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  • With the introduction of combined antiretroviral therapy (cART), human immunodeficiency virus (HIV) is now considered a chronic illness and no longer considered an absolute contraindication to liver transplantation (LT).1

  • As HIV-infected patients live longer, liver transplantation is a reasonable option in those with advanced liver disease in the ART era. Multiple studies have shown promising results in ART-treated patients with suppressed HIV RNA, stable CD4 counts, and no significant increase in opportunistic infections after LT. See Table 18-1 for a generally accepted description for stable disease.2

TABLE 18-1Suggested Inclusion Criteria for LT in HIV-Infected Individuals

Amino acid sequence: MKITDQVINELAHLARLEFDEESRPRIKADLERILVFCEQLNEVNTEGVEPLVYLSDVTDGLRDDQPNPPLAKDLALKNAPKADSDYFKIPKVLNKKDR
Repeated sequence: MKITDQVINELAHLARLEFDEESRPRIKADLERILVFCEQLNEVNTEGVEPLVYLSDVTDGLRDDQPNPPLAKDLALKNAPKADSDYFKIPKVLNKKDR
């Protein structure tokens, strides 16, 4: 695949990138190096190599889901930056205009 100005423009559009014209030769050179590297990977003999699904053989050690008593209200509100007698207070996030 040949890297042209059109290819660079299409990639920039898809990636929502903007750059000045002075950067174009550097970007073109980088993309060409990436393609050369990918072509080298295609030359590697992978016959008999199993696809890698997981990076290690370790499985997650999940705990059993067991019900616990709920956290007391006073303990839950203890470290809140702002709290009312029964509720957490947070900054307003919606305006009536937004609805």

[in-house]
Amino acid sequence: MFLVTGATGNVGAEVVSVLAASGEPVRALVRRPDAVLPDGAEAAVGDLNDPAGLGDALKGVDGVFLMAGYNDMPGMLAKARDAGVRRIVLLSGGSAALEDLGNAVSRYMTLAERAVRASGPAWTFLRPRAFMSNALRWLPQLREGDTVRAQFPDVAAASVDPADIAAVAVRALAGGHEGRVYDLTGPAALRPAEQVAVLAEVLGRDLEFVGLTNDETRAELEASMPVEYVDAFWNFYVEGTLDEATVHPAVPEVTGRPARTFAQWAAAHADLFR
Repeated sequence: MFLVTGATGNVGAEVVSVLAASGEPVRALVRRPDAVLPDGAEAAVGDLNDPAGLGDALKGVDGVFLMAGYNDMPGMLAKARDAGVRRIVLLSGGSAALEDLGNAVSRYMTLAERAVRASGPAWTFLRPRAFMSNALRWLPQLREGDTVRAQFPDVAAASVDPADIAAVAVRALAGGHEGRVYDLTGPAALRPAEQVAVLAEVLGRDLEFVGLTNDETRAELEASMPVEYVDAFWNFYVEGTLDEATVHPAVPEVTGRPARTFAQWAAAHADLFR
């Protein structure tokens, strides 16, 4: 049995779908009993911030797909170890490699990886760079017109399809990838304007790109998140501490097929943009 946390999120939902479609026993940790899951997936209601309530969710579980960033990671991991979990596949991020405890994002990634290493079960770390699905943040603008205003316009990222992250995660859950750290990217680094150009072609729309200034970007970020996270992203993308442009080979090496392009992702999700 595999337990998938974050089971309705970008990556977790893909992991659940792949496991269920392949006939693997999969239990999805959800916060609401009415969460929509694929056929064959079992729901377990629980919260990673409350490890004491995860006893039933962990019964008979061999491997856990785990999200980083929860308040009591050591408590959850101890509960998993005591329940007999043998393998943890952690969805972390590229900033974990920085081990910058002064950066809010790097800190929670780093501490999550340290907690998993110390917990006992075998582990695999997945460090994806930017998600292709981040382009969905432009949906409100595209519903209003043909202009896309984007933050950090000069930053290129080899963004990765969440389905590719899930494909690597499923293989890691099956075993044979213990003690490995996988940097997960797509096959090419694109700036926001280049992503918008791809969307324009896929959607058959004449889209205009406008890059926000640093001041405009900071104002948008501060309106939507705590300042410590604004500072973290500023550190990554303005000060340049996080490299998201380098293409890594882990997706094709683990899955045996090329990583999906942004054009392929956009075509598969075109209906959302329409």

• Careful selection of HIV-infected patients to receive LT is important to ensure safety. Eligibility criteria for LT in HIV-infected patients are evolving to carefully select those with relatively intact immune systems and successfully suppressed viral load.1,3,4 Selection criteria for LT in HIV-positive individuals are listed in Table 18-1.

  • HIV-infected patients have significantly shorter survival compared with HIV-negative patients. HIV-infected patients should be listed and transplanted as soon as possible, given a poor outcome while on the waiting list.3

  • HIV/hepatitis C virus (HCV) coinfected patients should be referred for LT after the first episode of decompensated cirrhosis.5...

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